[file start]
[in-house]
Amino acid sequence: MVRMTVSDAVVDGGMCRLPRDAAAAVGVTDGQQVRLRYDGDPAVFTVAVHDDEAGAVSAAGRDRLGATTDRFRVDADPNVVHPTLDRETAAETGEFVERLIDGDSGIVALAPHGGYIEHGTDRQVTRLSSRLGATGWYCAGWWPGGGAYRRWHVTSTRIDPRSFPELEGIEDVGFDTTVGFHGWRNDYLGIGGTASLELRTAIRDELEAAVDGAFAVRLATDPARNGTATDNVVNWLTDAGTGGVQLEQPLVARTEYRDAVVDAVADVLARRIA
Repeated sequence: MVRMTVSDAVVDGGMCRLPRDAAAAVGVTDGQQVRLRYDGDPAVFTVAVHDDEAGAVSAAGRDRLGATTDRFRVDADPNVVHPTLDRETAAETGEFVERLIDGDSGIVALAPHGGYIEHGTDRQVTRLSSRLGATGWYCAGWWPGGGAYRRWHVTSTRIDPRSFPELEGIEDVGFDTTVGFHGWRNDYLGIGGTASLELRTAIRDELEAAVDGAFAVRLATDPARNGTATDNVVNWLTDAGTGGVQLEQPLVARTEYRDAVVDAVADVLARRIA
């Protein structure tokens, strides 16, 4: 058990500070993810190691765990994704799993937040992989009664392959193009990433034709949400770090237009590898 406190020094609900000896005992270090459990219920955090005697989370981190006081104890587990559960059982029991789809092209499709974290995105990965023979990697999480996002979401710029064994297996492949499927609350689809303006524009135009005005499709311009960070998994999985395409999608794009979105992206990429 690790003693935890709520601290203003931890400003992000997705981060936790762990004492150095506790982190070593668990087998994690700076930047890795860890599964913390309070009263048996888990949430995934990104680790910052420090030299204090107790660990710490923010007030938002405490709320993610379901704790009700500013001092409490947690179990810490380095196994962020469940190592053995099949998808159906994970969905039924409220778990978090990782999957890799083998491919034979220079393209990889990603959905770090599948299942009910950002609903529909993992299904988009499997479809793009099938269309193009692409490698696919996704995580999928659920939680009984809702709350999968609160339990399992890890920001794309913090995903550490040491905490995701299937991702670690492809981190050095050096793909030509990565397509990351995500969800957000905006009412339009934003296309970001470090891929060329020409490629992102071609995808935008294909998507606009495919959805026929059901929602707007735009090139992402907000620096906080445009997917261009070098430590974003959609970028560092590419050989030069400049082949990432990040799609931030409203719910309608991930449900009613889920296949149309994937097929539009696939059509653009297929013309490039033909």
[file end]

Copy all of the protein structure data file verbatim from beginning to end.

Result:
[in-house]
Amino acid sequence: MVRMTVSDAVVDGGMCRLPRDAAAAVGVTDGQQVRLRYDGDPAVFTVAVHDDEAGAVSAAGRDRLGATTDRFRVDADPNVVHPTLDRETAAETGEFVERLIDGDSGIVALAPHGGYIEHGTDRQVTRLSSRLGATGWYCAGWWPGGGAYRRWHVTSTRIDPRSFPELEGIEDVGFDTTVGFHGWRNDYLGIGGTASLELRTAIRDELEAAVDGAFAVRLATDPARNGTATDNVVNWLTDAGTGGVQLEQPLVARTEYRDAVVDAVADVLARRIA
Repeated sequence: MVRMTVSDAVVDGGMCRLPRDAAAAVGVTDGQQVRLRYDGDPAVFTVAVHDDEAGAVSAAGRDRLGATTDRFRVDADPNVVHPTLDRETAAETGEFVERLIDGDSGIVALAPHGGYIEHGTDRQVTRLSSRLGATGWYCAGWWPGGGAYRRWHVTSTRIDPRSFPELEGIEDVGFDTTVGFHGWRNDYLGIGGTASLELRTAIRDELEAAVDGAFAVRLATDPARNGTATDNVVNWLTDAGTGGVQLEQPLVARTEYRDAVVDAVADVLARRIA
């Protein structure tokens, strides 16, 4: 058990500070993810190691765990994704799993937040992989009664392959193009990433034709949400770090237009590898 406190020094609900000896005992270090459990219920955090005697989370981190006081104890587990559960059982029991789809092209499709974290995105990965023979990697999480996002979401710029064994297996492949499927609350689809303006524009135009005005499709311009960070998994999985395409999608794009979105992206990429 690790003693935890709520601290203003931890400003992000997705981060936790762990004492150095506790982190070593668990087998994690700076930047890795860890599964913390309070009263048996888990949430995934990104680790910052420090030299204090107790660990710490923010007030938002405490709320993610379901704790009700500013001092409490947690179990810490380095196994962020469940190592053995099949998808159906994970969905039924409220778990978090990782999957890799083998491919034979220079393209990889990603959905770090599948299942009910950002609903529909993992299904988009499997479809793009099938269309193009692409490698696919996704995580999928659920939680009984809702709350999968609160339990399992890890920001794309913090995903550490040491905490995701299937991702670690492809981190050095050096793909030509990565397509990351995500969800957000905006009412339009934003296309970001470090891929060329020409490629992102071609995808935008294909998507606009495919959805026929059901929602707007735009090139992402907000620096906080445009997917261009070098430590974003959609970028560092590419050989030069400049082949990432990040799609931030409203719910309608991930449900009613889920296949149309994937097929539009696939059509653009297929013309490039033909």